The emperor goose (Anser canagicus) is a species of goose. It breeds around the Bering Sea, mostly in Alaska, United States, but also in Kamchatka, Russia. It is migratory, wintering mainly in the Aleutian Islands. The species is listed as Near Threatened by the IUCN.
This goose has a stout gray body, subtly barred with fine barring, and a white head and hindneck, often stained orange from iron-rich waters. Unlike the blue-morph snow goose, the white does not extend onto the front of the neck. The sexes are similar, but immatures have the head the same color as the body.
This species is much less gregarious than most geese, usually occurring in family groups. It breeds on coastal tundra, laying 3–7 eggs in a ground nest.
The food of this goose is typically composed of shoreline grasses and other coastal plants.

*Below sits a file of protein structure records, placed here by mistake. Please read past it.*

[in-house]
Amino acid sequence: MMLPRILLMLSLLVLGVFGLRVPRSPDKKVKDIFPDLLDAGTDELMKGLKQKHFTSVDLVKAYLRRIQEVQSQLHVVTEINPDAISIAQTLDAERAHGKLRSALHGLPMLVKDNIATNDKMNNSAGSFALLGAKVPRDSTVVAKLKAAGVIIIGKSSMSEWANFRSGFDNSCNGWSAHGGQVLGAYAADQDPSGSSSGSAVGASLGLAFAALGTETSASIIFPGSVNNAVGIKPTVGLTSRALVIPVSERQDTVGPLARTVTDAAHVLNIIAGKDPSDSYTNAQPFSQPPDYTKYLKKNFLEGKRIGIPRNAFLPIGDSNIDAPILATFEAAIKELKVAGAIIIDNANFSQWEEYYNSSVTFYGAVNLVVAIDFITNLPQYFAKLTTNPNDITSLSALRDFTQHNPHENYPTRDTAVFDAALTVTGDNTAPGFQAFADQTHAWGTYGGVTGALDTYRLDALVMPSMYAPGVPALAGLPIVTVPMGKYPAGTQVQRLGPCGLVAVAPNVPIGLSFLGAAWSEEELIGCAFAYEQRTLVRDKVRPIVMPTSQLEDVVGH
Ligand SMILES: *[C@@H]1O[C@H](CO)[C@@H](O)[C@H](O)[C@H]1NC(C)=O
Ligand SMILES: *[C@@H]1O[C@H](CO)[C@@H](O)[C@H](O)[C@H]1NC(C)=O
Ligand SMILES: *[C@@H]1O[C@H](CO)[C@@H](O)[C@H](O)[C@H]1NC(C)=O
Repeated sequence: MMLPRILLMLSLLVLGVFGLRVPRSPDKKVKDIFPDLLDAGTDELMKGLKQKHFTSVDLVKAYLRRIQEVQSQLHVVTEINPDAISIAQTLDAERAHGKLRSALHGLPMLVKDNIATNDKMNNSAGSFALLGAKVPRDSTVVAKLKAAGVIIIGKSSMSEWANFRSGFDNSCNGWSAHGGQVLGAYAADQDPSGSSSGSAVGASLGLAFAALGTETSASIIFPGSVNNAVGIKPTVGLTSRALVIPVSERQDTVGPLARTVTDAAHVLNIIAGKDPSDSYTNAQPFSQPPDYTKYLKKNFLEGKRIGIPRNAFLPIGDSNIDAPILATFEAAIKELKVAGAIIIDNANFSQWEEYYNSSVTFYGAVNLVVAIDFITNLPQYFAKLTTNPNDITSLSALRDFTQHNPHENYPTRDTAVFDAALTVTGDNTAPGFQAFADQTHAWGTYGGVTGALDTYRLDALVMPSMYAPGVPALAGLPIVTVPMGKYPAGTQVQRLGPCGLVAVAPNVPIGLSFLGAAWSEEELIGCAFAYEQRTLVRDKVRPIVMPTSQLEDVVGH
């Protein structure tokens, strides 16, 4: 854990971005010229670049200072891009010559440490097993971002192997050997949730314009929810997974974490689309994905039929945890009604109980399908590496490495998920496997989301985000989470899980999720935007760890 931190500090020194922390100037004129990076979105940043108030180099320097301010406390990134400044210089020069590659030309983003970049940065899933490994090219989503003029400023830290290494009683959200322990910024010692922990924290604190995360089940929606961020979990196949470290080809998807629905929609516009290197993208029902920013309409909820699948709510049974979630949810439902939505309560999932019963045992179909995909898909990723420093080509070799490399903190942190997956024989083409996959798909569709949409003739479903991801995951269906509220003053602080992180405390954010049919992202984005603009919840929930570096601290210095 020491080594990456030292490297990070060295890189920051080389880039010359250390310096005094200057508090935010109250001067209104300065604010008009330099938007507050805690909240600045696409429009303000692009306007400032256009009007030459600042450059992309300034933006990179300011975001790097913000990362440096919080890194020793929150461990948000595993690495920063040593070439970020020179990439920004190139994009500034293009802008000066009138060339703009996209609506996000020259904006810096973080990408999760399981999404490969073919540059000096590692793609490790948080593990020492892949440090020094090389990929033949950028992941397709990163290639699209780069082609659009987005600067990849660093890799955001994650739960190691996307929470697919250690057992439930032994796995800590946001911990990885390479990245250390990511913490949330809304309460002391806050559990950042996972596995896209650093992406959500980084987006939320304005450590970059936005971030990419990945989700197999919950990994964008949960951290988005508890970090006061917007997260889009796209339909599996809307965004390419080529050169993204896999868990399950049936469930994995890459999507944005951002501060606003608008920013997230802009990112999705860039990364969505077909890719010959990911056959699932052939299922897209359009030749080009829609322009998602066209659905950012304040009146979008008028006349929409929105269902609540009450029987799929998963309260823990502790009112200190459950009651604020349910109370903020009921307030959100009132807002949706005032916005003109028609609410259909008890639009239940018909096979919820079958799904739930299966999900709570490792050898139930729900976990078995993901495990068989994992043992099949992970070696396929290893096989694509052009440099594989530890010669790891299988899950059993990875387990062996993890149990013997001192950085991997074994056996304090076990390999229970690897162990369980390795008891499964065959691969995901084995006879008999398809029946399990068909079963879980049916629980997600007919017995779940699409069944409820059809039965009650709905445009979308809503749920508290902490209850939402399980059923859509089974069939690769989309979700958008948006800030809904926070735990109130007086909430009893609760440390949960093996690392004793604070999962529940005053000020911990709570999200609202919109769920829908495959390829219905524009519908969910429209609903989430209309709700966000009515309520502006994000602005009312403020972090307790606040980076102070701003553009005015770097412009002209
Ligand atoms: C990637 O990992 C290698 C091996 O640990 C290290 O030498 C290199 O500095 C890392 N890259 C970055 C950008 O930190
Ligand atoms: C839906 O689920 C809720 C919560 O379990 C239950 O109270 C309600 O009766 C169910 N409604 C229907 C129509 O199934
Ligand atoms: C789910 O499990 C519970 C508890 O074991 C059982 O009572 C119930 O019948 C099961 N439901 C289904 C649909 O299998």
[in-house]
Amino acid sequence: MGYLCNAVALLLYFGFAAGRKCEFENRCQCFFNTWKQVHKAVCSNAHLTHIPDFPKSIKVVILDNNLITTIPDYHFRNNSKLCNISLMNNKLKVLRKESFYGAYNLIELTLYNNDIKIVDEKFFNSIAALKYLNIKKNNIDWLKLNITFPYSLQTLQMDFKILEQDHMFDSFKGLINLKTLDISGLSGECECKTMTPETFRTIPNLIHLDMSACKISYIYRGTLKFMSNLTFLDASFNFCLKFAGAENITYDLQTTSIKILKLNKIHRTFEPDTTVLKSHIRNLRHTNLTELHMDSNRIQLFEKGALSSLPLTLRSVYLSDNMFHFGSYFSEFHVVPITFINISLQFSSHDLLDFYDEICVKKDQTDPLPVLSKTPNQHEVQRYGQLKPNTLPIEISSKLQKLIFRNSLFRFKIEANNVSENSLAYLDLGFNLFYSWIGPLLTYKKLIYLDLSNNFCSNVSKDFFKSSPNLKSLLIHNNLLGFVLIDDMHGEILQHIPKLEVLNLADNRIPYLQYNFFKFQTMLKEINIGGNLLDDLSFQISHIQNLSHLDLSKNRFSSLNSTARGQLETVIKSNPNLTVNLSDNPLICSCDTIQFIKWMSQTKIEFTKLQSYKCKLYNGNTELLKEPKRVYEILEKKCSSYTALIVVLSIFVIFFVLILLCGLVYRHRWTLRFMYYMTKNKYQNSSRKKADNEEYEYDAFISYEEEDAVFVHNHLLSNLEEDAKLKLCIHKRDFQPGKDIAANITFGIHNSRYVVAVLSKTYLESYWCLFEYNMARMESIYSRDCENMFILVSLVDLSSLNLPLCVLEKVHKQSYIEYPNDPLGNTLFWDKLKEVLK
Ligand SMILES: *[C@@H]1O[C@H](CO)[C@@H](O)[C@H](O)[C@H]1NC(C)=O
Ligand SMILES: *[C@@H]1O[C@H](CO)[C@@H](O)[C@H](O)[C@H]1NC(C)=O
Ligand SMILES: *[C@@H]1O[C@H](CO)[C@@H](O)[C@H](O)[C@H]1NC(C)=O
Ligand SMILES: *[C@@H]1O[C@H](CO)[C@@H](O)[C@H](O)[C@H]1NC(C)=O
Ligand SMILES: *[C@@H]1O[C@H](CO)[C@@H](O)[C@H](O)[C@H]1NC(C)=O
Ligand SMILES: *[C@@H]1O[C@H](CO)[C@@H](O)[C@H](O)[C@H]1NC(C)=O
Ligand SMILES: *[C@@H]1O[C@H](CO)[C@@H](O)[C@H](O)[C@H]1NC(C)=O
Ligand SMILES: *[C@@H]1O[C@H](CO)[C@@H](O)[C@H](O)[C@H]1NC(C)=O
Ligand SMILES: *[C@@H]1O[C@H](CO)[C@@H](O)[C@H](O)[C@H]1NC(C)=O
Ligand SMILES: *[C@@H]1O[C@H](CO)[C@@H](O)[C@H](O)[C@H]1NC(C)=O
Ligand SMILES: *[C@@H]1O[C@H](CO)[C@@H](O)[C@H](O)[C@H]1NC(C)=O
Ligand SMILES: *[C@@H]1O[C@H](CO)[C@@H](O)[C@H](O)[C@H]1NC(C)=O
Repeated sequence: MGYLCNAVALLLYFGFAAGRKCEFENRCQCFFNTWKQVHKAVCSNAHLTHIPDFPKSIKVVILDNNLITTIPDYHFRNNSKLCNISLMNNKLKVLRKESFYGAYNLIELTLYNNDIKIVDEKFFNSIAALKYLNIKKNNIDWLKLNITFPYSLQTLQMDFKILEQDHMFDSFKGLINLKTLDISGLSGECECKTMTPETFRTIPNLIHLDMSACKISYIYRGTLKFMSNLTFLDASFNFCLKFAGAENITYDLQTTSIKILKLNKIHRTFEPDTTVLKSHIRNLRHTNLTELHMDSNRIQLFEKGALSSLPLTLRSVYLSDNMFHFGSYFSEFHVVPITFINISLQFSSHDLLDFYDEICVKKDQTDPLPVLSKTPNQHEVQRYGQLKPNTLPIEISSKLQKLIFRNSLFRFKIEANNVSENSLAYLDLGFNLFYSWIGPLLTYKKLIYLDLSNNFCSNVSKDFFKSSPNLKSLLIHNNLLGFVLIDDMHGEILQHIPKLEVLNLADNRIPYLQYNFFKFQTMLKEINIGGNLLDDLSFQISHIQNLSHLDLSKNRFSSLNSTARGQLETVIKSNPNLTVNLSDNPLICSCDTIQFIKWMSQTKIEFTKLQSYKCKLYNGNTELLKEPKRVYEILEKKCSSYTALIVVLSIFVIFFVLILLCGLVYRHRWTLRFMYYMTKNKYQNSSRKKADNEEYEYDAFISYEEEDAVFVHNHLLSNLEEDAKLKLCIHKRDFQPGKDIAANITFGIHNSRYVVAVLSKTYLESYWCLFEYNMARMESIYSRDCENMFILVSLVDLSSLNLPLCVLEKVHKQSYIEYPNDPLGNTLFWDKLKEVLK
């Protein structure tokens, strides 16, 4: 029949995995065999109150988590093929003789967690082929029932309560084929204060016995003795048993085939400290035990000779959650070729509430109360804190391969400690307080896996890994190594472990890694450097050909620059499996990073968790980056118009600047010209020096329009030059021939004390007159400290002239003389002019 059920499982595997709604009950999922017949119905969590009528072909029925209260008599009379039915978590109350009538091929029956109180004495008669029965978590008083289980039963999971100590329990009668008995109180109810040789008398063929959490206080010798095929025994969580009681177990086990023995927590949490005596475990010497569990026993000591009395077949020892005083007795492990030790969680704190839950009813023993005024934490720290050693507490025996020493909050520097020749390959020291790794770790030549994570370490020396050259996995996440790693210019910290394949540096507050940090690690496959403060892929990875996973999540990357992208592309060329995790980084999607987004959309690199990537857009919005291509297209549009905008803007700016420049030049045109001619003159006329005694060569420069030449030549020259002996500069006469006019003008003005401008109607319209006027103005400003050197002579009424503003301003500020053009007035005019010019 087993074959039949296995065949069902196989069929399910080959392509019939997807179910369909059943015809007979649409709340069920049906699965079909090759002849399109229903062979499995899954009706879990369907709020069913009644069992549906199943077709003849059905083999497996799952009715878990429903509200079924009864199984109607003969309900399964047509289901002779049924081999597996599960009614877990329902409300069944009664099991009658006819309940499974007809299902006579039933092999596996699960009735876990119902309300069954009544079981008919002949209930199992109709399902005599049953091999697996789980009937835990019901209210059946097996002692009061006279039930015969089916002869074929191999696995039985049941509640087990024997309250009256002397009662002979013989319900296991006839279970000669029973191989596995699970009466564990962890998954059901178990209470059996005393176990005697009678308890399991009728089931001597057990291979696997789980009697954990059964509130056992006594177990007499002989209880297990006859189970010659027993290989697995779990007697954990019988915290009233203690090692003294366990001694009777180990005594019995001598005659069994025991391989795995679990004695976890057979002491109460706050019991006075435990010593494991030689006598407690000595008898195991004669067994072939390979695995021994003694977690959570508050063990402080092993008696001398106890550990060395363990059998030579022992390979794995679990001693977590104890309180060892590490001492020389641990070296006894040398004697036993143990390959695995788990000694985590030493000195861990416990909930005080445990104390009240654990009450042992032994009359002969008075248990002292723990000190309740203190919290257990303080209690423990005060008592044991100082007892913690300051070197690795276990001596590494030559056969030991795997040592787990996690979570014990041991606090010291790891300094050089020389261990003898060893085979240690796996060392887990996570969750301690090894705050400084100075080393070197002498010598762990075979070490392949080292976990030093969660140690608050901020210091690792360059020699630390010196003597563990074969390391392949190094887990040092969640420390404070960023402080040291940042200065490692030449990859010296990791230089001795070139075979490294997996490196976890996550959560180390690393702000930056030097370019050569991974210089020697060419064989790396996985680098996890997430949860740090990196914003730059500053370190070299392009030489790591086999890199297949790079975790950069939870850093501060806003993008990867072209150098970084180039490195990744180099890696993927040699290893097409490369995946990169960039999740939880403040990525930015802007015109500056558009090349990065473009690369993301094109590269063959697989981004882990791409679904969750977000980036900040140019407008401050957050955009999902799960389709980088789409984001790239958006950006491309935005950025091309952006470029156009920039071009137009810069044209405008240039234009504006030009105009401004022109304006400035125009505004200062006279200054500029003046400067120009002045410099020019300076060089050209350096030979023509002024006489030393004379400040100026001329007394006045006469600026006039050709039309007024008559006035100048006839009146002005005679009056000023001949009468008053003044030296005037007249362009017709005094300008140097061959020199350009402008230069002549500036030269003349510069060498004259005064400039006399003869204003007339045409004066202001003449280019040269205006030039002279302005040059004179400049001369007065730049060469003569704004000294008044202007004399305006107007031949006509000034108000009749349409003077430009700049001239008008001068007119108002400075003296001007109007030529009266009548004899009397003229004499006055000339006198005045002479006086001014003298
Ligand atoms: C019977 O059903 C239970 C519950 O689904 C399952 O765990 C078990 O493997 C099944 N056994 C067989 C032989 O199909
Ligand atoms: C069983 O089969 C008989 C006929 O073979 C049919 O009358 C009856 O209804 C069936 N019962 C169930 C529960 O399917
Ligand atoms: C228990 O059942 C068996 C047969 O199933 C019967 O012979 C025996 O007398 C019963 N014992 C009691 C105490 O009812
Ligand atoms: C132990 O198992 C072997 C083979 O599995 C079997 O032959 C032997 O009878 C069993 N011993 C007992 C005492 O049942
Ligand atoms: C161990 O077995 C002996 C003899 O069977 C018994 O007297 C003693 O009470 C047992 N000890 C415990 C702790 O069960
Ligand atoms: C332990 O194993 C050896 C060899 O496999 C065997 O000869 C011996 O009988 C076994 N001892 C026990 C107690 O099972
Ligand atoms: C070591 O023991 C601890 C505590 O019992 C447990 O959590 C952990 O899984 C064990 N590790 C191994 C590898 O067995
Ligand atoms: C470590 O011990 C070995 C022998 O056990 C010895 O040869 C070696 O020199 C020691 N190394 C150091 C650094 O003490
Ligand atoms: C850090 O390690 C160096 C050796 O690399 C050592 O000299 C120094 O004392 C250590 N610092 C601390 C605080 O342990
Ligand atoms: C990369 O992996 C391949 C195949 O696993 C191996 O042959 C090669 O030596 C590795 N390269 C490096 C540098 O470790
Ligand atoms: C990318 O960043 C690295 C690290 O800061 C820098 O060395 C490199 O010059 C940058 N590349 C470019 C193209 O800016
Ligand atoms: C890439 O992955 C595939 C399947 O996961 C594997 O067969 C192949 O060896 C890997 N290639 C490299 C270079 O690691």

- BirdLife International (2012). "Anser canagicus". IUCN Red List of Threatened Species. Version 2013.2. International Union for Conservation of Nature. Retrieved 26 November 2013.
- Sewastianoff, [A. F.] (1802). "Description d'une nouvelle espèce de canard et d'une varieté de l'huitrier, qui se trouvent dans le cabinet d'histoire naturelle de l'Académie impériale des sciences". Nova Acta Academiae Scientiarum Imperialis Petropolitanae. 13: 346–351.
- Bannister, B. H. (1870). "A Sketch of the Classification of the American Anserinæ". Proceedings of the Academy of Natural Sciences of Philadelphia. 22 (3): 131. JSTOR 4624119.
- Rockwell, Robert F.; Petersen, Margaret R.; Schmutz, Joel A. (1996). "Appendix A. Scientific nomenclature used for emperor geese". The Emperor Goose: An Annotated Bibliography. Biological Papers of the University of Alaska. 25. Fairbanks: Institute of Arctic Biology. p. 80. hdl:11122/1501. ISSN 0568-8604.
|Wikimedia Commons has media related to Emperor Goose.|
- National Audubon Society and American Bird Conservancy (2007), 2007 WatchList. Retrieved on 21 February 2008. Database entry with information on life history and population trends.
- Emperor Goose videos, pictures, and sounds from the Internet Bird Collection